Push-ups are great for a lot of things: chest, triceps, shoulders, core, and lats. But if you flip your hands around, your biceps can also get a lot from this classic bodyweight move.
Set up the same way you would for a regular push-up, except this time, turn your hands back so that your finger tips are pointing toward the wall behind you. If your regular push-up position tends to run narrow, you may need to widen your hands a little bit to get the position needed to comfortably sink into a bicep push-up. Proceed the same way you would with regular push-ups — start on your knees or reverse grip on a sturdy chair if you need to.
Resisted Leg Concentration Curl
This may sound (and look) hilarious, but do it when no one’s around — or when your roommates need entertainment. Sit on the edge of a chair and loop your right hand under your left thigh. Shift around so that your right elbow is sitting just inside your right inner thigh. Get a solid grasp of your thigh (braced against your wrist and forearm) and, well, do a concentration curl, but with the weight of your leg (and your own flexibility or lack thereof) as the resistance. Make sure your lower body is warmed up for this, especially if your hips and hamstrings tend to be tight.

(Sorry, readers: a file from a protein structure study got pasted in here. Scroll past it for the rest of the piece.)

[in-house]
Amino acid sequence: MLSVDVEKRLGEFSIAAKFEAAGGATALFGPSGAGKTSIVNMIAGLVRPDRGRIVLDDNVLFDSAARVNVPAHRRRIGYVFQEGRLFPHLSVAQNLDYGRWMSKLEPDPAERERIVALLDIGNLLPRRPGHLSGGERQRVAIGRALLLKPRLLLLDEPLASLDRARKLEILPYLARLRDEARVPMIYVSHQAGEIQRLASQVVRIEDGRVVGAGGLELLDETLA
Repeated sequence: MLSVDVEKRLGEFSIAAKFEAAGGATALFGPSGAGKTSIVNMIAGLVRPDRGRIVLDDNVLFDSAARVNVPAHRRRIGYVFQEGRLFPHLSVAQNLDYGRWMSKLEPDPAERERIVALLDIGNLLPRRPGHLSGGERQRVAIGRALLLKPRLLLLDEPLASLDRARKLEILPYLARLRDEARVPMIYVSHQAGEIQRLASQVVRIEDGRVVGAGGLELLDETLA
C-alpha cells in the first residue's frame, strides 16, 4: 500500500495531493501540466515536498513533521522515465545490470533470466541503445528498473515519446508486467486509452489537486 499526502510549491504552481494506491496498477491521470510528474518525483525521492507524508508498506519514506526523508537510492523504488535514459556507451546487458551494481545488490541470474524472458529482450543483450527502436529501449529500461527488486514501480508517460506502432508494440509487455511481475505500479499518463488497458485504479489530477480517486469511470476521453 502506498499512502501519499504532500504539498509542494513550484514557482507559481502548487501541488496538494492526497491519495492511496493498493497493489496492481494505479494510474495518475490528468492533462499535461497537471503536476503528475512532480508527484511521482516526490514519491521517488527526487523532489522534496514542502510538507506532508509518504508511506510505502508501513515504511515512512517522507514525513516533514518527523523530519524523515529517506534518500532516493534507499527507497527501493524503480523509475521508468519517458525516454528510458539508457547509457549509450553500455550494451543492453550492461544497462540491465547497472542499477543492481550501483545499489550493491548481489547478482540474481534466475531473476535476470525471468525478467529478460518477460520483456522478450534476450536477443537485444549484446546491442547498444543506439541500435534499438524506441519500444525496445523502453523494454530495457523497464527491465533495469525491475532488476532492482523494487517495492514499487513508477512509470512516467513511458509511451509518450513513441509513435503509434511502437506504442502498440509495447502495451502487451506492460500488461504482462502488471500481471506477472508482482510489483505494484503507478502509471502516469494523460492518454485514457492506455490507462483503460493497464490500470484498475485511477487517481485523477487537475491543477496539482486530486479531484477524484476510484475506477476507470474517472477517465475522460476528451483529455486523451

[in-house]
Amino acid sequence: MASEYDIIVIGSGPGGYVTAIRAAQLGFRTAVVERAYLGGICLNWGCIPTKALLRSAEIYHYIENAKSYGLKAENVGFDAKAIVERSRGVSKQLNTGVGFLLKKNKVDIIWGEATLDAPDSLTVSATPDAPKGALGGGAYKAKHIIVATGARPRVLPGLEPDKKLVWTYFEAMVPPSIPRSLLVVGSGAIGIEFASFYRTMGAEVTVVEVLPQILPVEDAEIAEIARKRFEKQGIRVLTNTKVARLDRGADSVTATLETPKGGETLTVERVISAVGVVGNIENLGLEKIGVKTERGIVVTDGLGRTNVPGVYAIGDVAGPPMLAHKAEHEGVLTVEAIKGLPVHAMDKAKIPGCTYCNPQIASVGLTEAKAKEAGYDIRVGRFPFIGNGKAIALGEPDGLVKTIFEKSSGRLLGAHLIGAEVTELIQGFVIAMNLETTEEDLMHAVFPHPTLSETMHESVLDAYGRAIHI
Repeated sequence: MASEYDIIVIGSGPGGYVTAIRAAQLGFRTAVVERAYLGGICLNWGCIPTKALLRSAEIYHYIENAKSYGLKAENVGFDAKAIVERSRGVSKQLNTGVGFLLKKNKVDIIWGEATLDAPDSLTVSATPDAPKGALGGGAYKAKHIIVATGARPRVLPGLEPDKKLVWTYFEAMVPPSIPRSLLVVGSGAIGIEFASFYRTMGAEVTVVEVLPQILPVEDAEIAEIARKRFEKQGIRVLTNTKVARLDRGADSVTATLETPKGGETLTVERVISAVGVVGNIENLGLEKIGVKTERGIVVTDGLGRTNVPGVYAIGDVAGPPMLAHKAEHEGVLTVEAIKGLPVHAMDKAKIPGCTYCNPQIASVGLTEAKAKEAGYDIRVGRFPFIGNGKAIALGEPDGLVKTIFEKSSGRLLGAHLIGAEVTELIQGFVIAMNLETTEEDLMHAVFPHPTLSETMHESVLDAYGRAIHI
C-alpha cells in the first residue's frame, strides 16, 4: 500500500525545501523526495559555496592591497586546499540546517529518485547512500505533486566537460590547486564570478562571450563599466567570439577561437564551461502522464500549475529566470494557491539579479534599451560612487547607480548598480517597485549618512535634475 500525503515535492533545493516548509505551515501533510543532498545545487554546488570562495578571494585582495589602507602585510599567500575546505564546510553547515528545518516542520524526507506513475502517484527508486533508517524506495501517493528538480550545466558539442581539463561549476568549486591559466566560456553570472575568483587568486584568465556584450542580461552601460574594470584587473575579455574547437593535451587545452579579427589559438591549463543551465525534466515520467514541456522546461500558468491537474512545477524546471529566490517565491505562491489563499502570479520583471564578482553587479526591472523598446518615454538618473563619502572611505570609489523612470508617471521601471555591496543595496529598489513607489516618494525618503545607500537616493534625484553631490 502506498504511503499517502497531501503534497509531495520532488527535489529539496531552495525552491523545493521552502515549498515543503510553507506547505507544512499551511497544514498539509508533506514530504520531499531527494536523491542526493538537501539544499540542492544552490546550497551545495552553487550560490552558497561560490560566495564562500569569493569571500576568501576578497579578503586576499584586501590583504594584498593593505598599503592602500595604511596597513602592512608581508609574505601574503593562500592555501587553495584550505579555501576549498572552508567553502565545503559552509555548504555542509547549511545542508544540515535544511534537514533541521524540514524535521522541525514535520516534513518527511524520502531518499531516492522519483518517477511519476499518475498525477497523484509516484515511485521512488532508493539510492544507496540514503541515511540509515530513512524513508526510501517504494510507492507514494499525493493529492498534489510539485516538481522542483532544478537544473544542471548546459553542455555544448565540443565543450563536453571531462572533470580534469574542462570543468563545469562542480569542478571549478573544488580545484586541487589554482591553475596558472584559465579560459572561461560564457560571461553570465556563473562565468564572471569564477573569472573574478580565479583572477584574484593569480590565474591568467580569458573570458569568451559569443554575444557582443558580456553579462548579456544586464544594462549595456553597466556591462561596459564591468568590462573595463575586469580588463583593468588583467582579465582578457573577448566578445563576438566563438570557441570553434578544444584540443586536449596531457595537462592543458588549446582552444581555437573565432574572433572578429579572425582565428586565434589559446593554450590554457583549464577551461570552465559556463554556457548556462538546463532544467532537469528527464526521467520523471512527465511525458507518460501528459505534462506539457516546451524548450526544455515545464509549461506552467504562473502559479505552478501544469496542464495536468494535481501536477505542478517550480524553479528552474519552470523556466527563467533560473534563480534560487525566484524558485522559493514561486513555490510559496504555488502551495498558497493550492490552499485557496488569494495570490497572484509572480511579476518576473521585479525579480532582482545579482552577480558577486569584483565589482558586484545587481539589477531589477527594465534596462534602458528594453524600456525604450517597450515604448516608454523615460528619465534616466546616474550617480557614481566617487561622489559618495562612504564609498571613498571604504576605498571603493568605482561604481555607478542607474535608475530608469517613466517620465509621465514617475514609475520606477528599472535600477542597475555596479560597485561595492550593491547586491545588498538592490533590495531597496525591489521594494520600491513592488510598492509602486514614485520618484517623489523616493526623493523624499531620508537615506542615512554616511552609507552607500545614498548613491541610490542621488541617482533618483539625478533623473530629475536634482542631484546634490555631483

[Related: Learn about these 4 arm exercises you’ve never tried before.]
Isometric Towel Curl
This is going to look like you’re not doing anything (as with most isometrics), but the time under tension — and the effort you put in — can be game changers here.
Step on the center a big towel or sheet right that is rolled up. Then form two grips (like you would have with cables or a resistance band), one for each hand. Curl the towel up until it can’t go any higher or until your arms hit 90 degrees (step out wider and gather more material under your feet to cut the slack if that happens). Hold that top position for as long and strong as you can. With full effort, it should prove harder than it looks.